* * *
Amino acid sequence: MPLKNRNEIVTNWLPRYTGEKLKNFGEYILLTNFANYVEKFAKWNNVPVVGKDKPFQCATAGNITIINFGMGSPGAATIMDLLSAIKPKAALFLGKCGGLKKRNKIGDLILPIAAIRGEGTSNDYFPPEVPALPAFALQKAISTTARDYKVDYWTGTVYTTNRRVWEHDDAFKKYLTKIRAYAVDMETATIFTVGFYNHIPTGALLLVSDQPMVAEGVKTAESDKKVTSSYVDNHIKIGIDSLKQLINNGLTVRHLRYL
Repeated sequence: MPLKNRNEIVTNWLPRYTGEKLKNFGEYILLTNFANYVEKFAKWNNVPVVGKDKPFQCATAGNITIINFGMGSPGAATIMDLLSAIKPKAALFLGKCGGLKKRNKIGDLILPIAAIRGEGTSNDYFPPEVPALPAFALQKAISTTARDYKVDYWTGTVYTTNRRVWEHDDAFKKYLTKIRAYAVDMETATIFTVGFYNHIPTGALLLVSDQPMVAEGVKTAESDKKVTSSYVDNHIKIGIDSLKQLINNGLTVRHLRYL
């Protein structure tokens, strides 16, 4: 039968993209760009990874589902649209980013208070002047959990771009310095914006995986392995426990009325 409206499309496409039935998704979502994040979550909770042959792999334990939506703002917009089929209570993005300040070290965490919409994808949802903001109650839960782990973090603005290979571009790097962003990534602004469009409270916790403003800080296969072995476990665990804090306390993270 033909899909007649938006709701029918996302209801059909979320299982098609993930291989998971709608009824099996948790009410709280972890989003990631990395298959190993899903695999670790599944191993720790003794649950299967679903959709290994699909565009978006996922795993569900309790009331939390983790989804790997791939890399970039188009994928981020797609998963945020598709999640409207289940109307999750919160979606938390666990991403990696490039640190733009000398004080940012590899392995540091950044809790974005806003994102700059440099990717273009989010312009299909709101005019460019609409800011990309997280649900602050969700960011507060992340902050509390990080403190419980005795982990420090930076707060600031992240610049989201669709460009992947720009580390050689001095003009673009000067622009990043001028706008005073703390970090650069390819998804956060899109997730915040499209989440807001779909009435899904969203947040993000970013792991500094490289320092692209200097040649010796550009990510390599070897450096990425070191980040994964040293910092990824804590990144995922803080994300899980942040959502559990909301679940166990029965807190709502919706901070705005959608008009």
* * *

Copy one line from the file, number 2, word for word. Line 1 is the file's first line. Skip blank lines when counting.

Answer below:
Repeated sequence: MPLKNRNEIVTNWLPRYTGEKLKNFGEYILLTNFANYVEKFAKWNNVPVVGKDKPFQCATAGNITIINFGMGSPGAATIMDLLSAIKPKAALFLGKCGGLKKRNKIGDLILPIAAIRGEGTSNDYFPPEVPALPAFALQKAISTTARDYKVDYWTGTVYTTNRRVWEHDDAFKKYLTKIRAYAVDMETATIFTVGFYNHIPTGALLLVSDQPMVAEGVKTAESDKKVTSSYVDNHIKIGIDSLKQLINNGLTVRHLRYL